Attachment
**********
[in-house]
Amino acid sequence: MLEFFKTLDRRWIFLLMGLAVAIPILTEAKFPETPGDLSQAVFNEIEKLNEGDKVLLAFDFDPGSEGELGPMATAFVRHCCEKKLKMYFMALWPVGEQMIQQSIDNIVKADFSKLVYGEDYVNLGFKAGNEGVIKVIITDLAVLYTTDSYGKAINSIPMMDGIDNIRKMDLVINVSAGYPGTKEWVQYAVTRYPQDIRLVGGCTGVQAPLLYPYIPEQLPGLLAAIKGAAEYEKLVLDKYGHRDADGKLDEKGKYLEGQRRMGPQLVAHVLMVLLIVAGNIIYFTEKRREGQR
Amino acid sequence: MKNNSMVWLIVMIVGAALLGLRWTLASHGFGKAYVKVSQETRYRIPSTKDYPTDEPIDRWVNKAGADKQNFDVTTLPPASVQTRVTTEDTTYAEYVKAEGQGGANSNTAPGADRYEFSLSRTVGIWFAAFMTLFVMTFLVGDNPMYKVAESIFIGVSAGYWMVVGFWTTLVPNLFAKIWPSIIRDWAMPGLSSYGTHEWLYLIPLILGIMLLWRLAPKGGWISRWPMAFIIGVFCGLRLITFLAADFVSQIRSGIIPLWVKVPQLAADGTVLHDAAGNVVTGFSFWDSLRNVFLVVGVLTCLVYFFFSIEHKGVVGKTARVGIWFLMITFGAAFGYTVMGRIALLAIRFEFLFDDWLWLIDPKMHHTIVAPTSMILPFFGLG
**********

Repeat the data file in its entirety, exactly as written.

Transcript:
[in-house]
Amino acid sequence: MLEFFKTLDRRWIFLLMGLAVAIPILTEAKFPETPGDLSQAVFNEIEKLNEGDKVLLAFDFDPGSEGELGPMATAFVRHCCEKKLKMYFMALWPVGEQMIQQSIDNIVKADFSKLVYGEDYVNLGFKAGNEGVIKVIITDLAVLYTTDSYGKAINSIPMMDGIDNIRKMDLVINVSAGYPGTKEWVQYAVTRYPQDIRLVGGCTGVQAPLLYPYIPEQLPGLLAAIKGAAEYEKLVLDKYGHRDADGKLDEKGKYLEGQRRMGPQLVAHVLMVLLIVAGNIIYFTEKRREGQR
Amino acid sequence: MKNNSMVWLIVMIVGAALLGLRWTLASHGFGKAYVKVSQETRYRIPSTKDYPTDEPIDRWVNKAGADKQNFDVTTLPPASVQTRVTTEDTTYAEYVKAEGQGGANSNTAPGADRYEFSLSRTVGIWFAAFMTLFVMTFLVGDNPMYKVAESIFIGVSAGYWMVVGFWTTLVPNLFAKIWPSIIRDWAMPGLSSYGTHEWLYLIPLILGIMLLWRLAPKGGWISRWPMAFIIGVFCGLRLITFLAADFVSQIRSGIIPLWVKVPQLAADGTVLHDAAGNVVTGFSFWDSLRNVFLVVGVLTCLVYFFFSIEHKGVVGKTARVGIWFLMITFGAAFGYTVMGRIALLAIRFEFLFDDWLWLIDPKMHHTIVAPTSMILPFFGLG